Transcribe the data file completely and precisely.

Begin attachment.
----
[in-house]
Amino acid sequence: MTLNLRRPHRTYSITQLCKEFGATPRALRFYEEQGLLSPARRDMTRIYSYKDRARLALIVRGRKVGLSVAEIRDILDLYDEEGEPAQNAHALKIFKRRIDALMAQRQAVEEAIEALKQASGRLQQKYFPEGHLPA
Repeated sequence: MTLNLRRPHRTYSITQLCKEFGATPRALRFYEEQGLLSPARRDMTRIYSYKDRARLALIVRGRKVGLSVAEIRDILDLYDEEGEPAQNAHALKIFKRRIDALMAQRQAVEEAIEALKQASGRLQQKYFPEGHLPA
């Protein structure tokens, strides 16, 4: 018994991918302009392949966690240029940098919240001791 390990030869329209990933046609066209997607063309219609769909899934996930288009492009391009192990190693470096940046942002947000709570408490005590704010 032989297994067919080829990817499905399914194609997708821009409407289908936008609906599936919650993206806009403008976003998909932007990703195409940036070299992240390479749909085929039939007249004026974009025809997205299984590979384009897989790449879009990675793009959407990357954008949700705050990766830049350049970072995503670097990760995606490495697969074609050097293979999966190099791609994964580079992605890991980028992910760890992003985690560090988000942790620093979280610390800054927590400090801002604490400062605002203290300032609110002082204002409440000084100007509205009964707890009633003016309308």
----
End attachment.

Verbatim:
[in-house]
Amino acid sequence: MTLNLRRPHRTYSITQLCKEFGATPRALRFYEEQGLLSPARRDMTRIYSYKDRARLALIVRGRKVGLSVAEIRDILDLYDEEGEPAQNAHALKIFKRRIDALMAQRQAVEEAIEALKQASGRLQQKYFPEGHLPA
Repeated sequence: MTLNLRRPHRTYSITQLCKEFGATPRALRFYEEQGLLSPARRDMTRIYSYKDRARLALIVRGRKVGLSVAEIRDILDLYDEEGEPAQNAHALKIFKRRIDALMAQRQAVEEAIEALKQASGRLQQKYFPEGHLPA
């Protein structure tokens, strides 16, 4: 018994991918302009392949966690240029940098919240001791 390990030869329209990933046609066209997607063309219609769909899934996930288009492009391009192990190693470096940046942002947000709570408490005590704010 032989297994067919080829990817499905399914194609997708821009409407289908936008609906599936919650993206806009403008976003998909932007990703195409940036070299992240390479749909085929039939007249004026974009025809997205299984590979384009897989790449879009990675793009959407990357954008949700705050990766830049350049970072995503670097990760995606490495697969074609050097293979999966190099791609994964580079992605890991980028992910760890992003985690560090988000942790620093979280610390800054927590400090801002604490400062605002203290300032609110002082204002409440000084100007509205009964707890009633003016309308």